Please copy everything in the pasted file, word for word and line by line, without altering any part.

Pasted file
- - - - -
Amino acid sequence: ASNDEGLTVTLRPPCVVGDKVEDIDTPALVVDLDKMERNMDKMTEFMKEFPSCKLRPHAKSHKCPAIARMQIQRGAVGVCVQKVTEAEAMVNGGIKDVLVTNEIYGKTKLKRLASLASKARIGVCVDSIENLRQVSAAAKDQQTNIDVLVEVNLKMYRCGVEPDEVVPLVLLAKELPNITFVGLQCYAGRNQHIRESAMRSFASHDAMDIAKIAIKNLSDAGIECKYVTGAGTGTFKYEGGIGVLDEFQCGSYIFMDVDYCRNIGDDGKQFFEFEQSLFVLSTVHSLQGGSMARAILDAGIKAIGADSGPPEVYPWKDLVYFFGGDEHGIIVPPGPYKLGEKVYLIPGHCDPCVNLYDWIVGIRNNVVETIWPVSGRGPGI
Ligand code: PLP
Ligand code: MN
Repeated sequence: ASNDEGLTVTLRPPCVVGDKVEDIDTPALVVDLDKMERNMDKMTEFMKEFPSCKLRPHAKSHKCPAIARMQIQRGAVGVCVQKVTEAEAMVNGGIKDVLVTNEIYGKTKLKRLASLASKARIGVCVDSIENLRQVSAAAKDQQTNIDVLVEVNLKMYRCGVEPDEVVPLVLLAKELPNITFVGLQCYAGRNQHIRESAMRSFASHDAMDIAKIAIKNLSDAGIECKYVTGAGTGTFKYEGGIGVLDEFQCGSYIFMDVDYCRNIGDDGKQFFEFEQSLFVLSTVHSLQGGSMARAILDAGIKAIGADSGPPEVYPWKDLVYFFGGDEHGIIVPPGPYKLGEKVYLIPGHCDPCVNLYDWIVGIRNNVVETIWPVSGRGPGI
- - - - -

Amino acid sequence: ASNDEGLTVTLRPPCVVGDKVEDIDTPALVVDLDKMERNMDKMTEFMKEFPSCKLRPHAKSHKCPAIARMQIQRGAVGVCVQKVTEAEAMVNGGIKDVLVTNEIYGKTKLKRLASLASKARIGVCVDSIENLRQVSAAAKDQQTNIDVLVEVNLKMYRCGVEPDEVVPLVLLAKELPNITFVGLQCYAGRNQHIRESAMRSFASHDAMDIAKIAIKNLSDAGIECKYVTGAGTGTFKYEGGIGVLDEFQCGSYIFMDVDYCRNIGDDGKQFFEFEQSLFVLSTVHSLQGGSMARAILDAGIKAIGADSGPPEVYPWKDLVYFFGGDEHGIIVPPGPYKLGEKVYLIPGHCDPCVNLYDWIVGIRNNVVETIWPVSGRGPGI
Ligand code: PLP
Ligand code: MN
Repeated sequence: ASNDEGLTVTLRPPCVVGDKVEDIDTPALVVDLDKMERNMDKMTEFMKEFPSCKLRPHAKSHKCPAIARMQIQRGAVGVCVQKVTEAEAMVNGGIKDVLVTNEIYGKTKLKRLASLASKARIGVCVDSIENLRQVSAAAKDQQTNIDVLVEVNLKMYRCGVEPDEVVPLVLLAKELPNITFVGLQCYAGRNQHIRESAMRSFASHDAMDIAKIAIKNLSDAGIECKYVTGAGTGTFKYEGGIGVLDEFQCGSYIFMDVDYCRNIGDDGKQFFEFEQSLFVLSTVHSLQGGSMARAILDAGIKAIGADSGPPEVYPWKDLVYFFGGDEHGIIVPPGPYKLGEKVYLIPGHCDPCVNLYDWIVGIRNNVVETIWPVSGRGPGI